The What, How, and Why of Ethics Committees (1984)
Sheed and Ward
This early work by Jack Glaser, STD, and Ronald Cranford, MD, discusses the ethics committee as a body to translate theory to reality, and to facilitate consensus and good decisions. They say its functions are to educate, to develop policies and procedures, to act consultatively, and to provide retrospective review. The program consists of host Jack Glaser speaking with Ron Cranford as they sit and talk together. Dr. Cranford states that he believes that ethics committees will increase in importance. He believes that termination of treatment questions will dominate for the next 5-10 yeas, but that other issues will come forward. DRGs (diagnostic related groups) pose tremendous dilemmas of undertreatment for cost containment. Institutions needs to look at both cost containment and best patient interest. Ethics committees could try to balance these concerns. Ethics committees serve to translate theory to reality; facilitate consensus and bring about good decision making. Cranford indicates that there are four functions for ethics committees: 1) education; 2) develop policies and procedures; 3) consult and advise; and 4) retrospective review. The Committee has to develop legal and ethical expertise...the problem is that developing this expertise is very time-consuming. The Committee should not act as if these are police policies, but rather facilitate a collegial, cooperative atmosphere that encourages working together with good behavior and good models for doing so. Physician objectives to Ethics Committees are that they will impose ideas, narrow decisions by making specific recommendations, and that they don't want to be told what to do. The ethics committees don't have a corner on the morality market. Membership should draw from many disciplines and be from 10-25 members, including physicians and nurses (from all departments), social workers, administrators, and eventually from the community. Cranford believes that institutions should have ethics committees.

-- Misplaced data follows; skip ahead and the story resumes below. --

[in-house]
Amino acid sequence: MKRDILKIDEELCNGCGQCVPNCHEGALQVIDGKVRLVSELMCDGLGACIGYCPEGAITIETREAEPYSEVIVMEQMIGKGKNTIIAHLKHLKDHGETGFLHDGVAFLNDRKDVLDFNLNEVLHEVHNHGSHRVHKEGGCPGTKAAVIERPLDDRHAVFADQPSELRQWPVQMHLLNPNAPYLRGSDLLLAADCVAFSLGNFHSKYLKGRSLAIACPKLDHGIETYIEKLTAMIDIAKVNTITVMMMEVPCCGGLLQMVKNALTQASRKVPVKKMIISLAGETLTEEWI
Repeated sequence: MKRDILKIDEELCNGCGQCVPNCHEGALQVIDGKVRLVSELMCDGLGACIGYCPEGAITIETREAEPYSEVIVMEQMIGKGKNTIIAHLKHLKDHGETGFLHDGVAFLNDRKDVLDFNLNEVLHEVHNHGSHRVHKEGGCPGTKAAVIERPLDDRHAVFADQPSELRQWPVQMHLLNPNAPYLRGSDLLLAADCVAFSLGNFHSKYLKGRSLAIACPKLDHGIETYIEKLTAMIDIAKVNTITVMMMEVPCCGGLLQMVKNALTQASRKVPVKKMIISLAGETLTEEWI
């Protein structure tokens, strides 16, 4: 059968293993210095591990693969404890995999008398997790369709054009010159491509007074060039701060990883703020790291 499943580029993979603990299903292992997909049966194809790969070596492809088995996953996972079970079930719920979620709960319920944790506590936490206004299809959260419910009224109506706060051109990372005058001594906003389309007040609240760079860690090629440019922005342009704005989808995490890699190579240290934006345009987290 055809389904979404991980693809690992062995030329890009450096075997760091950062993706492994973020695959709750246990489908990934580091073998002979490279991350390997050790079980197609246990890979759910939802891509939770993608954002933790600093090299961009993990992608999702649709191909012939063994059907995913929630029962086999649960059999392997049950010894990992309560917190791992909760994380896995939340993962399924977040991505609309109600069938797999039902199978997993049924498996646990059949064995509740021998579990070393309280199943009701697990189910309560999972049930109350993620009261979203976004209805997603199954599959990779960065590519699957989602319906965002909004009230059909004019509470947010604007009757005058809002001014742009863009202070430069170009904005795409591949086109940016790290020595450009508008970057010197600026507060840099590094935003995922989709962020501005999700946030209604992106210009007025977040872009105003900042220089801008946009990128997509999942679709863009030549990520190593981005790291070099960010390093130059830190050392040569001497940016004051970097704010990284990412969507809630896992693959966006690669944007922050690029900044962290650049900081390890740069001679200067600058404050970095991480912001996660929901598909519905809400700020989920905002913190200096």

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Facilitating Medical Ethics Case Review: What Ethics Committees Can Learn From Mediation and Facilitation Techniques West, Mary Beth; Gibson, Joan McIver (1992)Medical ethics committees are increasingly called on to assist doctors, patients, and families in resolving difficult ethics issues. Although committees are becoming more sophisticated in the substance of medical ethics, little ...